GeoJournal

, Volume 81, Issue 5, pp 699–716

Geocrowdsourcing and accessibility for dynamic environments

  • Han Qin
  • Rebecca M. Rice
  • Sven Fuhrmann
  • Matthew T. Rice
  • Kevin M. Curtin
  • Eric Ong
Article

DOI: 10.1007/s10708-015-9659-x

Cite this article as:
Qin, H., Rice, R.M., Fuhrmann, S. et al. GeoJournal (2016) 81: 699. doi:10.1007/s10708-015-9659-x

Abstract

A consequence of modern society’s increasing reliance on digital communication is the concurrent multiplication and narrowing of information streams, with many channels of digital information, but channels which are difficult or impossible for some individuals to access. Blind and visually-impaired individuals are often left out of this communication, unless accommodations are carefully planned and made to present the information in a usable form. The context of this research is the realm of assistive geotechnology, where web mapping technology and geographic information systems are used to provide access to enabling information and services. This paper presents research on the development of tools to provide transient obstacle information to blind, visually-impaired, and mobility-impaired individuals through crowdsourcing, and research on the general accessibility of local pedestrian networks under constraints presented by transient and permanent navigation obstacles. We discuss the social and technological dynamics associated with the creation and use of our crowdsourcing system and present our effort for comprehensive quality assessment. We conclude that crowdsourcing is a crucial technique for successful deployment of assistive geotechnology, particularly those that involve navigation, wayfinding, and travel in public space. We find that many public health services and other important resources cannot be accessed dependably without the use of crowdsourcing and other techniques for capturing dynamic, changing environmental conditions. More broadly, this paper concludes by addressing the progression of user-generated and crowdsourced content from static data contributions to dynamic place-based services and the enabling role of assistive geotechnology in providing access and help to blind, visually-impaired, and mobility-impaired individuals.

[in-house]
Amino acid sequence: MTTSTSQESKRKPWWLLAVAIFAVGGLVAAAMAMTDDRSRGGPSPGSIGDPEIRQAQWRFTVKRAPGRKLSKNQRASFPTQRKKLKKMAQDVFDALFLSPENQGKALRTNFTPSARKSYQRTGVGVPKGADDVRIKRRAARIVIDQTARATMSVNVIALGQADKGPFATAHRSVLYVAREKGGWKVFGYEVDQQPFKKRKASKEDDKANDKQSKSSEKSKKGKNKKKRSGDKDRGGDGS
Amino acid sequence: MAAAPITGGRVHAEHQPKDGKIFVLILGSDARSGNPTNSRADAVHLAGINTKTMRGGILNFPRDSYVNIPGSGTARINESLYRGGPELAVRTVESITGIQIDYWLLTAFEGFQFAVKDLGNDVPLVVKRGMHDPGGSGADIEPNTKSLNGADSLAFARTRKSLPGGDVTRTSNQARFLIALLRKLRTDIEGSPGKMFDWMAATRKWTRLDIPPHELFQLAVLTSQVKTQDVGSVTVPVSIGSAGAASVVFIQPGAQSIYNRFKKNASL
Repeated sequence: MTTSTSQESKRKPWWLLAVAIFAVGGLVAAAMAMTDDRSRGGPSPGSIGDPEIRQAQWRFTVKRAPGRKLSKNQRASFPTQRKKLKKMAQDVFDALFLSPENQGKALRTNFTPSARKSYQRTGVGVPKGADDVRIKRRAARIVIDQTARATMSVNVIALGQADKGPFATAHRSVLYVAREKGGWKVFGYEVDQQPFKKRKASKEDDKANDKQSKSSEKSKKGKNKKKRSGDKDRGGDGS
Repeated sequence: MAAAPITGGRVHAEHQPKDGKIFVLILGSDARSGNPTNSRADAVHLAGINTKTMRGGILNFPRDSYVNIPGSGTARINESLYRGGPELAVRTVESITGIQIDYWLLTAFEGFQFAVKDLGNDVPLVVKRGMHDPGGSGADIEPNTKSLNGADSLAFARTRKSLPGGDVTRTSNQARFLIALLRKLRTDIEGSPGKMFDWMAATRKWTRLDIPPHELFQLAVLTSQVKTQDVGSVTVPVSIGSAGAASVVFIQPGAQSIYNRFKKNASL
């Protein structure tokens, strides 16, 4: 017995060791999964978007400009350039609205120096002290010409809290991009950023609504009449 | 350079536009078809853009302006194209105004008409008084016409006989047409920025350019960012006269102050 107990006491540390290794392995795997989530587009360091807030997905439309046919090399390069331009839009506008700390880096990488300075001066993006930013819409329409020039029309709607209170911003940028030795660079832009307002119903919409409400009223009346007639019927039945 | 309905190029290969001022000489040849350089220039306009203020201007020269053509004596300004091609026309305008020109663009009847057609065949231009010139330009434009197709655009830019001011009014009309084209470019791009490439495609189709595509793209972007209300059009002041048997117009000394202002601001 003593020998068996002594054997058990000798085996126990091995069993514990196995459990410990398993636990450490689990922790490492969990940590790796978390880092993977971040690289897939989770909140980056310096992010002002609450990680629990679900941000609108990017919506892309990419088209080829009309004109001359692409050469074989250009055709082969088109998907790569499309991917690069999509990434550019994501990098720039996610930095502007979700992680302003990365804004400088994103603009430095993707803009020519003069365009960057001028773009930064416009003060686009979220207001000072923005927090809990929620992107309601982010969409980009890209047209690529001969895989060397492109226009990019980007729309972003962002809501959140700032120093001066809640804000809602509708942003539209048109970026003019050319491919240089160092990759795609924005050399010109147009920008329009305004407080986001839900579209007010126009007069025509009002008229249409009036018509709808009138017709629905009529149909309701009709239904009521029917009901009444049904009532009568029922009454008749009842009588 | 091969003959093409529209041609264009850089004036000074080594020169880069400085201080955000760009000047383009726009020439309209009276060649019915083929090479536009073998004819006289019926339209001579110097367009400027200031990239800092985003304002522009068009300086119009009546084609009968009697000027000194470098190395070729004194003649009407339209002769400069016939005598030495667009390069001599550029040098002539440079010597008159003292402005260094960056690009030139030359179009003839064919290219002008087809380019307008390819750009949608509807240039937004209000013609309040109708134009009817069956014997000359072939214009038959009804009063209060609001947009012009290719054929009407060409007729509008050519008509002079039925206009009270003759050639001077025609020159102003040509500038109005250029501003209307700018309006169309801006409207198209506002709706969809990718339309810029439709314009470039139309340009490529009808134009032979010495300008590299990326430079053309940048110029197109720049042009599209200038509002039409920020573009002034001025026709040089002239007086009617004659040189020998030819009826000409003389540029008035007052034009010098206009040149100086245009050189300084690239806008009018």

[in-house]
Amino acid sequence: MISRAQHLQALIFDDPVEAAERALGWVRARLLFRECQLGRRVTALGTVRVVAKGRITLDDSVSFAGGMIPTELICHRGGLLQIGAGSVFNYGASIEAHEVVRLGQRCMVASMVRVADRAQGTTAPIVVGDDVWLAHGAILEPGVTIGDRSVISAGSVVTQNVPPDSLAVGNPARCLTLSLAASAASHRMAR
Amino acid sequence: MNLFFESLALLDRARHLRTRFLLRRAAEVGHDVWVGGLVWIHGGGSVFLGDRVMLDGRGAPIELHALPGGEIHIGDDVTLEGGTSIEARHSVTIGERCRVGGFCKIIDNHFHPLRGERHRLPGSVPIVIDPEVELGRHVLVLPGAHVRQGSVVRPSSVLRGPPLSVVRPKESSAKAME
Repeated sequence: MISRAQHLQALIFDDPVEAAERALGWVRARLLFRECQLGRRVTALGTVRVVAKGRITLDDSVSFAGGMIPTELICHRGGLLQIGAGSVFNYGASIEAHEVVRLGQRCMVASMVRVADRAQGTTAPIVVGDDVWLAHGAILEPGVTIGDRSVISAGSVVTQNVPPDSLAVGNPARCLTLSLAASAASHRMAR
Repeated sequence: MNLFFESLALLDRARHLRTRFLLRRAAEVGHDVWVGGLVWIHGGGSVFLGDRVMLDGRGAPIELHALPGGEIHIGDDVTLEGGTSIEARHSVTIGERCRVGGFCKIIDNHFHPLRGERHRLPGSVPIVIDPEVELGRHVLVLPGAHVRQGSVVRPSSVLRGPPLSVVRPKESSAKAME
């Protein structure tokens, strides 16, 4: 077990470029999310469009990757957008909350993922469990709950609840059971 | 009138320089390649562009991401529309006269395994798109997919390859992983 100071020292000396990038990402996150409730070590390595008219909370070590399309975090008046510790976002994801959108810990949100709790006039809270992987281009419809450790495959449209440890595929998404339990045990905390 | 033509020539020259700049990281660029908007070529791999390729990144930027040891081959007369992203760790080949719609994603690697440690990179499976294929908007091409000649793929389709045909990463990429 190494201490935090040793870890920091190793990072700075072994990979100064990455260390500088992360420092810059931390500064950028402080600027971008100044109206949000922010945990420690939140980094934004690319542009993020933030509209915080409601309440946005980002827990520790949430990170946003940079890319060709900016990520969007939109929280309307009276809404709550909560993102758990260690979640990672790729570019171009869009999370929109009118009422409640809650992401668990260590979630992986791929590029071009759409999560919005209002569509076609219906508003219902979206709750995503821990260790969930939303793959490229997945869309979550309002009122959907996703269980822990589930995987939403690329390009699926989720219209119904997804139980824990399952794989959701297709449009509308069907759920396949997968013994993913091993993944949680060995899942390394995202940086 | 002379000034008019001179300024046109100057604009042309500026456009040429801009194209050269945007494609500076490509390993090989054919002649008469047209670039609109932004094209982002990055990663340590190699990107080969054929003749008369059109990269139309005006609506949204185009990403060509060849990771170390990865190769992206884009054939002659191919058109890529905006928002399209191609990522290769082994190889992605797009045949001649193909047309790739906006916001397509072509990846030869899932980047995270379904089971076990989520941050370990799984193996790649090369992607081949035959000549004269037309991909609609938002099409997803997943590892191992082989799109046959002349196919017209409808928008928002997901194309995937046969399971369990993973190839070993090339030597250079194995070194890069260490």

Keywords

Assistive geotechnology Crowdsourcing Public health Wayfinding Quality assessment Accessibility 

Copyright information

© Springer Science+Business Media Dordrecht 2015

Authors and Affiliations

  • Han Qin
    • 1
  • Rebecca M. Rice
    • 1
  • Sven Fuhrmann
    • 1
  • Matthew T. Rice
    • 1
  • Kevin M. Curtin
    • 1
  • Eric Ong
    • 1
  1. 1.George Mason UniversityFairfaxUSA

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